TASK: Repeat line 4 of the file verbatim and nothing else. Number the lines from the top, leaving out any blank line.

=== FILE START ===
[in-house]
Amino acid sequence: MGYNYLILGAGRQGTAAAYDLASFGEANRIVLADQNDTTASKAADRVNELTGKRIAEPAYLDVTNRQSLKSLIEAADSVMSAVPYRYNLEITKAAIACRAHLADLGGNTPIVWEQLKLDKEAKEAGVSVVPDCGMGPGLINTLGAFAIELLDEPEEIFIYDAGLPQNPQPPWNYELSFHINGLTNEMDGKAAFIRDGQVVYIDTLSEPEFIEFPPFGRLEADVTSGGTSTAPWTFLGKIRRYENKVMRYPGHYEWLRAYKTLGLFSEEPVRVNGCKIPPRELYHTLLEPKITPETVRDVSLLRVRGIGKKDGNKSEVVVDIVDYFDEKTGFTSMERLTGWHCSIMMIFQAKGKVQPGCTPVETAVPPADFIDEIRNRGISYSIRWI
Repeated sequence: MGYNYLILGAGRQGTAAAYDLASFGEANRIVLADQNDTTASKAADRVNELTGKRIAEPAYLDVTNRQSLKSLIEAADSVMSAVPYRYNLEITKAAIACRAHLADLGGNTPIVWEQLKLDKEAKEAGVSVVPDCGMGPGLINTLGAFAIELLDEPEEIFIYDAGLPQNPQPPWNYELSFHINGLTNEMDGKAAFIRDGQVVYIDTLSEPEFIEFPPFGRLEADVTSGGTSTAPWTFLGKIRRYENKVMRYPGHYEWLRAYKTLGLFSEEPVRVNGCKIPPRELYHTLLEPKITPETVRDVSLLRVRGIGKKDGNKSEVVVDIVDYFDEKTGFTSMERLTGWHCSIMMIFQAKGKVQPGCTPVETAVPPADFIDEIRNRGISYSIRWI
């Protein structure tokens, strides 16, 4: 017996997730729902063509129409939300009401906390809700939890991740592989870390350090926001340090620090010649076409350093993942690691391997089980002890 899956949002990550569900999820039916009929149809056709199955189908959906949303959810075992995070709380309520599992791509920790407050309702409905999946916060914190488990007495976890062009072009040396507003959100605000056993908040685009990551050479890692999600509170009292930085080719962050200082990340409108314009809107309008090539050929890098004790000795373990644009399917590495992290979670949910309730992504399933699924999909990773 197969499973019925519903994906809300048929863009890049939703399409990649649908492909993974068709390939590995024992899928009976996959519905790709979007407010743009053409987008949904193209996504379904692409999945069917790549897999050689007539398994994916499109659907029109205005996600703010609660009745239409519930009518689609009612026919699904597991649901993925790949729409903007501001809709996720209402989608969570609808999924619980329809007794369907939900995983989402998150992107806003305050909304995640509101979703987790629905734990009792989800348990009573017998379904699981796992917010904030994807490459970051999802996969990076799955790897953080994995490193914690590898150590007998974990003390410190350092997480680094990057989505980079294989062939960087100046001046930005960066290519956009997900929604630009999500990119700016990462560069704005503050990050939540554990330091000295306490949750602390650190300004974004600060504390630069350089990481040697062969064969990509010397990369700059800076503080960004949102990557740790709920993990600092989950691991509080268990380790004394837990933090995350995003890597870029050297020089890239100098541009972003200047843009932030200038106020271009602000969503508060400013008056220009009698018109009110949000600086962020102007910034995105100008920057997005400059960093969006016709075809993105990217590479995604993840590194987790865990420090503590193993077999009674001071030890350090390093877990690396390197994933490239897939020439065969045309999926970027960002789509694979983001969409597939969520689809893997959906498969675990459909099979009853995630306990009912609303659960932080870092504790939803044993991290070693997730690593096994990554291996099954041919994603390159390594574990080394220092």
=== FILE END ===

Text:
């Protein structure tokens, strides 16, 4: 017996997730729902063509129409939300009401906390809700939890991740592989870390350090926001340090620090010649076409350093993942690691391997089980002890 899956949002990550569900999820039916009929149809056709199955189908959906949303959810075992995070709380309520599992791509920790407050309702409905999946916060914190488990007495976890062009072009040396507003959100605000056993908040685009990551050479890692999600509170009292930085080719962050200082990340409108314009809107309008090539050929890098004790000795373990644009399917590495992290979670949910309730992504399933699924999909990773 197969499973019925519903994906809300048929863009890049939703399409990649649908492909993974068709390939590995024992899928009976996959519905790709979007407010743009053409987008949904193209996504379904692409999945069917790549897999050689007539398994994916499109659907029109205005996600703010609660009745239409519930009518689609009612026919699904597991649901993925790949729409903007501001809709996720209402989608969570609808999924619980329809007794369907939900995983989402998150992107806003305050909304995640509101979703987790629905734990009792989800348990009573017998379904699981796992917010904030994807490459970051999802996969990076799955790897953080994995490193914690590898150590007998974990003390410190350092997480680094990057989505980079294989062939960087100046001046930005960066290519956009997900929604630009999500990119700016990462560069704005503050990050939540554990330091000295306490949750602390650190300004974004600060504390630069350089990481040697062969064969990509010397990369700059800076503080960004949102990557740790709920993990600092989950691991509080268990380790004394837990933090995350995003890597870029050297020089890239100098541009972003200047843009932030200038106020271009602000969503508060400013008056220009009698018109009110949000600086962020102007910034995105100008920057997005400059960093969006016709075809993105990217590479995604993840590194987790865990420090503590193993077999009674001071030890350090390093877990690396390197994933490239897939020439065969045309999926970027960002789509694979983001969409597939969520689809893997959906498969675990459909099979009853995630306990009912609303659960932080870092504790939803044993991290070693997730690593096994990554291996099954041919994603390159390594574990080394220092």